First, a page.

The story of beauty based on olive oil spans the centuries and the geographies and arrives intact to the present day. It has the first historical node in the IV and III BC: as evidenced by a rich variety of archaeological discoveries, even then Crete, Palestine, Syria, Mesopotamia were specialized in cosmetics, through the production, processing and trading of aromas, ointments and fragrance oils based on olive oil, often used as a fixer for the strong aromatic essences traditionally used by these civilizations.
The use of olive oil for cosmetic purposes comes directly from the universe of values and beliefs that is the seed of the Mediterranean sensibility. Even the Egyptians, among the first to discover and enhance its emollient and moisturizing potential, in their Ebers papyrus mentioned in detail ingredients and processes for preparing an anti-wrinkle cream based on olive oil to which they subsequently added cypress, milk, incense grains and wax.
The Greeks, then linked strongly to the grove of the olive tree, symbol of their land, used the precious golden nectar to sprinkle the body of the athletes, so as to enhance and enhance the aesthetic perfection of the sculptural and defined bodies; but also to prepare them, through the thermal massage, to the sport activity. The use of oil was so deeply rooted in the Greek culture that it was easily and repeatedly seen in the Homeric writings. Nausicaa is in fact invited by the queen to anoint herself with oil after bathing with her maids; even Ulysses is welcomed with the ritual of washing and anointing the body with olive oil; in the funeral rites dedicated to Patroclus, the moment of anointing is the key of the narrative pathos. In Greece the art of ointments in fact, is strongly affirmed by finding centers of great vitality in Cipros, Delos and Corinth: places where the classic cosmetic is born.
The widespread use of ointments based on olive oil is the source of a flourishing production of tools and artefacts designed for the storage and use of the same. Ampoules, containers in alabaster or blown glass soon became symbols of a real status, jewelry to wear hanging on the wrist with precious chains.
The culture of massage based on olive oil is also particularly appreciated by the Romans, who recognized thegreat centrality of oil in skin care, calling the treatments based on olive oil “beauty baths”. Not only emollient and moisturizing, but also soothing for skin irritation, for skin dryness and desquamation and, finally, for burns, without forgetting that for a very long time, when there were no sutures, olive oil fulfilled a healing function even for cutting injuries.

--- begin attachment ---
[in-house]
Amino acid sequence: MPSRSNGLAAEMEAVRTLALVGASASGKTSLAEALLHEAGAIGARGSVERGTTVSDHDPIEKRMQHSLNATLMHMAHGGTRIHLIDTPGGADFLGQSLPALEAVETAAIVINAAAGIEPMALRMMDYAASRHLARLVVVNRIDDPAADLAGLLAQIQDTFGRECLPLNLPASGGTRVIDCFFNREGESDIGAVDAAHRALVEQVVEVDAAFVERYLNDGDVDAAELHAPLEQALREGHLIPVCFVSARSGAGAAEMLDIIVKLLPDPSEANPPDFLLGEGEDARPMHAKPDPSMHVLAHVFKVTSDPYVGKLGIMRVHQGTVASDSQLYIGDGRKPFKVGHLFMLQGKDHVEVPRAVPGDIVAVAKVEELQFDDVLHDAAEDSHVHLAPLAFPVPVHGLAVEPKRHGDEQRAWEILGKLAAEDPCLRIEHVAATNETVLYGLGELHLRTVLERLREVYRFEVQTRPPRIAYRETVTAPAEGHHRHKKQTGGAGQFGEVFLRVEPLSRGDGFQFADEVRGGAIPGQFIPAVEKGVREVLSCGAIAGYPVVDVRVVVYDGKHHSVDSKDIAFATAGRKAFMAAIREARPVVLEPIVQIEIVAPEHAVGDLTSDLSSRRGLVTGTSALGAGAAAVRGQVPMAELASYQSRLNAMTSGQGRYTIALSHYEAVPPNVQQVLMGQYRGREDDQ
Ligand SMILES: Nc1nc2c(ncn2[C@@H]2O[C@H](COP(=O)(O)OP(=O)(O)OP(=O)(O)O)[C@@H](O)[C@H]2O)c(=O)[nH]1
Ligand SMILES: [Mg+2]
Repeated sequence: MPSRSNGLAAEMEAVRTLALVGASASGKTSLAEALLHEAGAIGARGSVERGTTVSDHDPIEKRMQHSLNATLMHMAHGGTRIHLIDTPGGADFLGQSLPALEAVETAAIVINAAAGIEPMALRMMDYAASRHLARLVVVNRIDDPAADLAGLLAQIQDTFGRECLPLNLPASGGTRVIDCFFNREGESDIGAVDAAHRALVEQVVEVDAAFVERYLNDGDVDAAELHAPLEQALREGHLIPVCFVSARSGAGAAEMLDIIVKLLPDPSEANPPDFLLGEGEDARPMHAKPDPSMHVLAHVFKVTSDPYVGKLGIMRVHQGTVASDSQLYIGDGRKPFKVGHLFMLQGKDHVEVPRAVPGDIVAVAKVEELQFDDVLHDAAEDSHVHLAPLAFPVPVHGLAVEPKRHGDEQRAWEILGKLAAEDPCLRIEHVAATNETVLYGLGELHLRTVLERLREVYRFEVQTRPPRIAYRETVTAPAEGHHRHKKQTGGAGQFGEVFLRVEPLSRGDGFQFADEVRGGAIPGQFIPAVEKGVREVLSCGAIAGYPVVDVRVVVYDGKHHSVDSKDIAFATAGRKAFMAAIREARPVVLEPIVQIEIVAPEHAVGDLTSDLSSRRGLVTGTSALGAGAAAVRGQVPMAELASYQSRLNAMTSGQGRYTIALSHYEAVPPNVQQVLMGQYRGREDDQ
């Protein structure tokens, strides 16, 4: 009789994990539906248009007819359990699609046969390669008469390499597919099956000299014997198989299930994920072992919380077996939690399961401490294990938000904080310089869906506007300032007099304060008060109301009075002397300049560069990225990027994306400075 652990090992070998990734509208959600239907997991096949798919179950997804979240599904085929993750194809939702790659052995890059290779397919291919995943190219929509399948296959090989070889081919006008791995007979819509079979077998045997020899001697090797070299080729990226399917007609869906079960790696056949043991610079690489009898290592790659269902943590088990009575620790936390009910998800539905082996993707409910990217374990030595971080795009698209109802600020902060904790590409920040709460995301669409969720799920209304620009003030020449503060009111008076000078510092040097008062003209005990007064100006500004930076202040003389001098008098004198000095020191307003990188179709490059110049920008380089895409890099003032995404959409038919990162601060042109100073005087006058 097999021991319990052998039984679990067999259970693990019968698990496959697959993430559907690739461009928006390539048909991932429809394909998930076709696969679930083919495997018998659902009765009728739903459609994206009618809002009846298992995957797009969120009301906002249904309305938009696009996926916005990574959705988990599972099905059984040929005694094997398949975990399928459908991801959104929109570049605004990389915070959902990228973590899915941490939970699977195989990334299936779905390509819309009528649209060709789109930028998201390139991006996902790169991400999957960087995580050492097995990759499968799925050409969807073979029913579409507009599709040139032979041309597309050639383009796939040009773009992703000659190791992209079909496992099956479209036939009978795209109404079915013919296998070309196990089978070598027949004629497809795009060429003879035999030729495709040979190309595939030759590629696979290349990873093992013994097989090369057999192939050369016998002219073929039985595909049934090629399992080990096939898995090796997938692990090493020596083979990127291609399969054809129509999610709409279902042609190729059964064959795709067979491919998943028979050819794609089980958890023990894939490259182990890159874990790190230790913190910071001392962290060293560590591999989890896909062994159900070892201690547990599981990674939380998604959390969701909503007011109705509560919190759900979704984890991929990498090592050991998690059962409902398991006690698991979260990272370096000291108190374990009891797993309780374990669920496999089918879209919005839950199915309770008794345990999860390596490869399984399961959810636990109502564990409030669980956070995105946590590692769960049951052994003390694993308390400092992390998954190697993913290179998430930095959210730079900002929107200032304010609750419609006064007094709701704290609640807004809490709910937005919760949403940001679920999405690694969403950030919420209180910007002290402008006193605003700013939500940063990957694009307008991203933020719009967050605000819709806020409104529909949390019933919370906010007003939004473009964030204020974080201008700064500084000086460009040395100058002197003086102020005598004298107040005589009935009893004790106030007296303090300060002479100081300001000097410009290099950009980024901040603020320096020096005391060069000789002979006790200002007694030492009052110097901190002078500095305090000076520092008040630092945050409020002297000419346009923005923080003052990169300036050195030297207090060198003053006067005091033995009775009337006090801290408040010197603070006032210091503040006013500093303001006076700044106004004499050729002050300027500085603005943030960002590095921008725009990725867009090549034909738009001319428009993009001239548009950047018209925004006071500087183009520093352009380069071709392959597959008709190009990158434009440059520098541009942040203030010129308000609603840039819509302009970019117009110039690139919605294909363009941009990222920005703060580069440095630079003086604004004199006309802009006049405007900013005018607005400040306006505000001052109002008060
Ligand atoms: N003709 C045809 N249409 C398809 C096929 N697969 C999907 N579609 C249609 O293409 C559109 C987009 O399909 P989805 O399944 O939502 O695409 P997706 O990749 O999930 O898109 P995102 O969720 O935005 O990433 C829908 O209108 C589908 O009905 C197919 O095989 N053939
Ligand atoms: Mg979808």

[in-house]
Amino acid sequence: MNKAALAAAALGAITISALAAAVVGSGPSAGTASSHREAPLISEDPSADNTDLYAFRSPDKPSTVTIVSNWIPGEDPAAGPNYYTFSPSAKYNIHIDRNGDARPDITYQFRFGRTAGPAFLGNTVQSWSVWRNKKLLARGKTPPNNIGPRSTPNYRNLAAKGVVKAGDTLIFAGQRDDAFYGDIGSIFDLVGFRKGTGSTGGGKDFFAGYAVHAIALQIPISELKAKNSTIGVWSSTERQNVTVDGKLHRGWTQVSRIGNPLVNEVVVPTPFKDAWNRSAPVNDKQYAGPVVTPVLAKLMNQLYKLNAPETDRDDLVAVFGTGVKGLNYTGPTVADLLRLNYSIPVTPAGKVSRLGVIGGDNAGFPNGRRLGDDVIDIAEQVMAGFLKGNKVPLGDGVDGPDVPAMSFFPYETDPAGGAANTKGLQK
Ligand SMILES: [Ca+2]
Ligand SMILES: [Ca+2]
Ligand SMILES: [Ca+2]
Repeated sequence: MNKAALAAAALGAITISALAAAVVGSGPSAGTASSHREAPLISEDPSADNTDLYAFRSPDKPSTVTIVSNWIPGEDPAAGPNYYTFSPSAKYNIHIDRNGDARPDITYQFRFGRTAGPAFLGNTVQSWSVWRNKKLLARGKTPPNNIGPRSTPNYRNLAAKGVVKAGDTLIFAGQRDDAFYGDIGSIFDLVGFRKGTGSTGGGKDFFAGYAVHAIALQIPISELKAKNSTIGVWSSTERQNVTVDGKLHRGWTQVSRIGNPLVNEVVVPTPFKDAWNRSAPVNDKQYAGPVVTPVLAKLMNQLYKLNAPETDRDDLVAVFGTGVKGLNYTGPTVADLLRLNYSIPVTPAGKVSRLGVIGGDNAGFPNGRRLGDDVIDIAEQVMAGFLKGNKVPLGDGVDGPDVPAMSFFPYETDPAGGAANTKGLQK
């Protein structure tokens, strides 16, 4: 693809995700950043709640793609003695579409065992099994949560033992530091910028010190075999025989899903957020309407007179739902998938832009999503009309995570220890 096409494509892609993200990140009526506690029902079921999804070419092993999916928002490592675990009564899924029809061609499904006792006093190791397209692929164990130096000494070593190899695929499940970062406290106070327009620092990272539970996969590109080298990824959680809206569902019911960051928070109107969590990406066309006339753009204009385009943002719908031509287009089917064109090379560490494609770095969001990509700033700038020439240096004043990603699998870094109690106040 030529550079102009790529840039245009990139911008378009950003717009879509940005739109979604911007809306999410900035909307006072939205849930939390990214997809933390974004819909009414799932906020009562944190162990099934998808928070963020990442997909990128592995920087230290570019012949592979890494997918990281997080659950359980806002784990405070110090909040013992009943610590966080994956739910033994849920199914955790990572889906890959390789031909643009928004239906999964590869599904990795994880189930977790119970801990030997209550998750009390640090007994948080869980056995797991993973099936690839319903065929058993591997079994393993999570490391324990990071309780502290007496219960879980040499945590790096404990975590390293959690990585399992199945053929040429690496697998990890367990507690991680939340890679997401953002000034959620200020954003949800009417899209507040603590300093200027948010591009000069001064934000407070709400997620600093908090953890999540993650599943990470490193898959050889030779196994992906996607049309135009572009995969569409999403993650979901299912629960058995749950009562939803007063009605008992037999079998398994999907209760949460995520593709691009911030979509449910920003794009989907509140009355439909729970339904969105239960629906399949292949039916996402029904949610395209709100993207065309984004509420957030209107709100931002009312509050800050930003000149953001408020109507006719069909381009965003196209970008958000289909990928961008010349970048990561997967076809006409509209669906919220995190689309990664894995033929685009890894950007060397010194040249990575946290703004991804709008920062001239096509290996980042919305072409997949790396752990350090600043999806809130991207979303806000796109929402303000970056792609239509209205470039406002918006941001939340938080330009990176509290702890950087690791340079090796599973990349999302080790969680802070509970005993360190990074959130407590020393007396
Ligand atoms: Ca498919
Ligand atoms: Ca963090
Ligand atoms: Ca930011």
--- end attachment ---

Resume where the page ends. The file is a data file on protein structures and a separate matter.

The cosmetic use of this product is stopped during the Middle Ages, when the prevailing Christian Catholic culture openly condemn any action related to the care of the body. Then the Renaissance, with the love for perfumes and care and beauty practices, will lead to a progressive rediscovery of olive oil in cosmetic practices, although the real return of olive oil in the empire of beauty is recorded in the seventeenth century, when often in the Secreta (pocket booklets containing recipes and beauty remedies) it is associated with other products for the care and beauty of the skin. An example in this sense is also contained among the “remedies” that appear in the “Secrets of Lady Isabella Cortese”, a volume dating back to 1622 (Venice), nowadays preserved in the Museum of Olive and Oil in Torgiano.
A long and interesting journey of the precious gold of the Mediterranean, which seems to combine centuries of human history, linking beauty and well-being.
Bibliographical references: Museum of olive and olive oil – Itinerary; volume of the Lungarotti foundation edited by Maria Grazia Marchetti Lungarotti, Torgiano (Perugia) 2001; AA.VV, extra virgin olive oil. The values of tradition, the culture of quality, Nardini publisher, Florence 2003.
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